sam on wood

Wood080811_2501

The title of How Fiction Works promises so much that it almost crosses over, like Harold Bloom’s Genius, into self-parody. And yet, if any modern critic could pull off such an outlandish feat of analytic strength, it would be Wood. He’s already proved himself to be our most consistently powerful analyst of how fiction works on a local level—author by author, text by text, word by word—so you’d expect him to be equally good on how fiction works in the abstract. Readers looking for the final unveiling of an airtight Woodian system, however, will be disappointed. Although the book makes some big argumentative noises—about, for instance, the relationship between fiction and “the real” (italics decidedly not mine)—it progresses not through closely reasoned chapters but through 123 numbered sections grouped around themes (Character, Dialogue, Flaubert). These sections range from a few lines to a few pages, and they skip quickly from novel to novel and anecdote to anecdote—a form that scatters what might have been the work’s argumentative force. (You might even say, again if you were in that special kind of mood, that Wood’s critical method is Chekhovian: He renounces the inhumanly streamlined “plot” of continuous argument in order to wander from detail to detail in search of epiphanic flashes.)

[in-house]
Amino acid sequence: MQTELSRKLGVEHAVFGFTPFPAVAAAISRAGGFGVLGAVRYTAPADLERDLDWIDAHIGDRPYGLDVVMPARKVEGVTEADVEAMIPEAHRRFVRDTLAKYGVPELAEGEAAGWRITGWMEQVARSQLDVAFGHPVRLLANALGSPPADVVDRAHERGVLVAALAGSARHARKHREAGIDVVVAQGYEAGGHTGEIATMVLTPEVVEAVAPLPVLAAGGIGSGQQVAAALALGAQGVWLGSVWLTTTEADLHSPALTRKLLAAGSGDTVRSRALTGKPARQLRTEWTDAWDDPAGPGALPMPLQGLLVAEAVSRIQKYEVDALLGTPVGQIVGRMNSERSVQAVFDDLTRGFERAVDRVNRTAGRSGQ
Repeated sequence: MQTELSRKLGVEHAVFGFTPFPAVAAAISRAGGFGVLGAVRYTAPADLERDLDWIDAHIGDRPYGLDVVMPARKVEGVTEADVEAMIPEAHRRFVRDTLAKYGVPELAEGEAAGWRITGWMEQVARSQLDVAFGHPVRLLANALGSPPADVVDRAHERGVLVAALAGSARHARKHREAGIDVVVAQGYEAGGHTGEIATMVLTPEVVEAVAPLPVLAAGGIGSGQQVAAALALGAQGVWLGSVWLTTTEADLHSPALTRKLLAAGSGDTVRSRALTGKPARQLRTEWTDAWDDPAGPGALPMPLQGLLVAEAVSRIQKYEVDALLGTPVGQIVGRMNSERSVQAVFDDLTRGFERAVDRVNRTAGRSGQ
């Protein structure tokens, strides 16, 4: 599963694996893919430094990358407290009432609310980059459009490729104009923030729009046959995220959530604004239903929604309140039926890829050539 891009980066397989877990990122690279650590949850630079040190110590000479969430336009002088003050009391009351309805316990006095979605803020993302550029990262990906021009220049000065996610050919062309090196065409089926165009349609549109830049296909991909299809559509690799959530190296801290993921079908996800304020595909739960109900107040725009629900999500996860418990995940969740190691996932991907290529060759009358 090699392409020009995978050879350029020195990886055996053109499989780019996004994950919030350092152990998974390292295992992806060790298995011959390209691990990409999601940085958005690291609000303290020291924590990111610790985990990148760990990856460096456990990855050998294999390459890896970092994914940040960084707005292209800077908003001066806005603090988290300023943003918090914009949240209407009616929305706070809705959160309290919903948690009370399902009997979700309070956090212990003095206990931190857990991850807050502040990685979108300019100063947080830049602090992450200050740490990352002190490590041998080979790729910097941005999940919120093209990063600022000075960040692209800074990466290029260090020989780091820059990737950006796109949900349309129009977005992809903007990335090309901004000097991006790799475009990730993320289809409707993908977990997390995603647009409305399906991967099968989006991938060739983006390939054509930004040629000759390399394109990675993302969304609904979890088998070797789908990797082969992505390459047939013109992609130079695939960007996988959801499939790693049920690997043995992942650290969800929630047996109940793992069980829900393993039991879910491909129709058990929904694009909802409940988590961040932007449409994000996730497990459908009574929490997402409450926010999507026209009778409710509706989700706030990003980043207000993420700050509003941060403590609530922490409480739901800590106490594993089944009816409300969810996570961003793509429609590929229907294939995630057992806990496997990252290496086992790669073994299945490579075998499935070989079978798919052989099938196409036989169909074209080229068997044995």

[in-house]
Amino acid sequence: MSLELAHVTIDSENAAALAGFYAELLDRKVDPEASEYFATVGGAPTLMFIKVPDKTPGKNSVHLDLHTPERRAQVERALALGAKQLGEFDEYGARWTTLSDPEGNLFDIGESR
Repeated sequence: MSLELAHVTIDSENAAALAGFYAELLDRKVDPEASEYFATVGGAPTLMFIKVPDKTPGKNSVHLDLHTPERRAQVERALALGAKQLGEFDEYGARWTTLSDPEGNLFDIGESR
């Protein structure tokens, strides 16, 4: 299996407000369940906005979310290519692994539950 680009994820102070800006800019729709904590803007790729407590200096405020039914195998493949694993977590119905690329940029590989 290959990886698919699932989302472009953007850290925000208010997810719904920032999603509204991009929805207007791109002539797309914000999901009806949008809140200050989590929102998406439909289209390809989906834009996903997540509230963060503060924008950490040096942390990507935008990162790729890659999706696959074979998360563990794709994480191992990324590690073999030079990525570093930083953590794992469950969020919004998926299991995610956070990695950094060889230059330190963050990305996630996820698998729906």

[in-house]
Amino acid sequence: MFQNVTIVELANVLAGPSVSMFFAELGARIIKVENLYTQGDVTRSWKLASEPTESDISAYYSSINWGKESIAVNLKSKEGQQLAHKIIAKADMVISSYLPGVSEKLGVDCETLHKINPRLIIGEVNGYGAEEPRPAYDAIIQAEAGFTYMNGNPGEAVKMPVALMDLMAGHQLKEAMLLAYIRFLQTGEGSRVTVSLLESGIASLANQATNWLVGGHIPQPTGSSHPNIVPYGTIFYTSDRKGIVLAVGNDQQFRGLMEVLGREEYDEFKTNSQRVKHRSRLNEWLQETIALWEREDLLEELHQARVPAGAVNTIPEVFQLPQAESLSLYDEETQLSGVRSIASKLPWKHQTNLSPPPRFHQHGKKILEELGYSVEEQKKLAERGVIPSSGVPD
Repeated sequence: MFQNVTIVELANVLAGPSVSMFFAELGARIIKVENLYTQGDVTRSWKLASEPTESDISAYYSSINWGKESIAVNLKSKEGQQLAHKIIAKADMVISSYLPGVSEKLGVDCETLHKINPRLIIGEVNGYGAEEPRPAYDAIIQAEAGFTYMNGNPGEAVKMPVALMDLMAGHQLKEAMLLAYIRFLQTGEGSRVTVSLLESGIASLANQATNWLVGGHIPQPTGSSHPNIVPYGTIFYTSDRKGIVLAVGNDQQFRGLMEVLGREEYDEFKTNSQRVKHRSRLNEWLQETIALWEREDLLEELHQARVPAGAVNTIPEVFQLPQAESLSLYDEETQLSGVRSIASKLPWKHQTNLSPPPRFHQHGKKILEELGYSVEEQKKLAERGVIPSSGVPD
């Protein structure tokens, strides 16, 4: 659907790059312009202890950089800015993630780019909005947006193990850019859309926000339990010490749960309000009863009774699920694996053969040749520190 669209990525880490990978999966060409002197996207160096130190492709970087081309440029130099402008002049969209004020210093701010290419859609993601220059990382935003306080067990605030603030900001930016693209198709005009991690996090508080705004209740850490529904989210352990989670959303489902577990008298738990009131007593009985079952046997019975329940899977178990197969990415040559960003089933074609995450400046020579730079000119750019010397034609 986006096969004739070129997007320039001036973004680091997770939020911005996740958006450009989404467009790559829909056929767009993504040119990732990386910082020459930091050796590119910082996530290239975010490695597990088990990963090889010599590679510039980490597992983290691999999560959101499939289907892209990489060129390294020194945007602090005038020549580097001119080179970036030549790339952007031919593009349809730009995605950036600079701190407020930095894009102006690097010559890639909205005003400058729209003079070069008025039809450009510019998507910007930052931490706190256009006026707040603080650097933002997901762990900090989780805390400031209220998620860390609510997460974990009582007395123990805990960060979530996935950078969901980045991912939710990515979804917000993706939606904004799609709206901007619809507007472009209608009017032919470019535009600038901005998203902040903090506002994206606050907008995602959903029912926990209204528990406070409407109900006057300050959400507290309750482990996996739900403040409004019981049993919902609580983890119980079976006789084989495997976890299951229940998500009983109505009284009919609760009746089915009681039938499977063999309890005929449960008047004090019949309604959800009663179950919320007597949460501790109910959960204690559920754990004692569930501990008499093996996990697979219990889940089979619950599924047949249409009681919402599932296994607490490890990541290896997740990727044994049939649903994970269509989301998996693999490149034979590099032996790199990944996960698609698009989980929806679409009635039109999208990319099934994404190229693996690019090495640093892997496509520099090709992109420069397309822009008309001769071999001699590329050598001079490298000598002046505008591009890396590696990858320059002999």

more from New York Magazine here. (h/t Asad)

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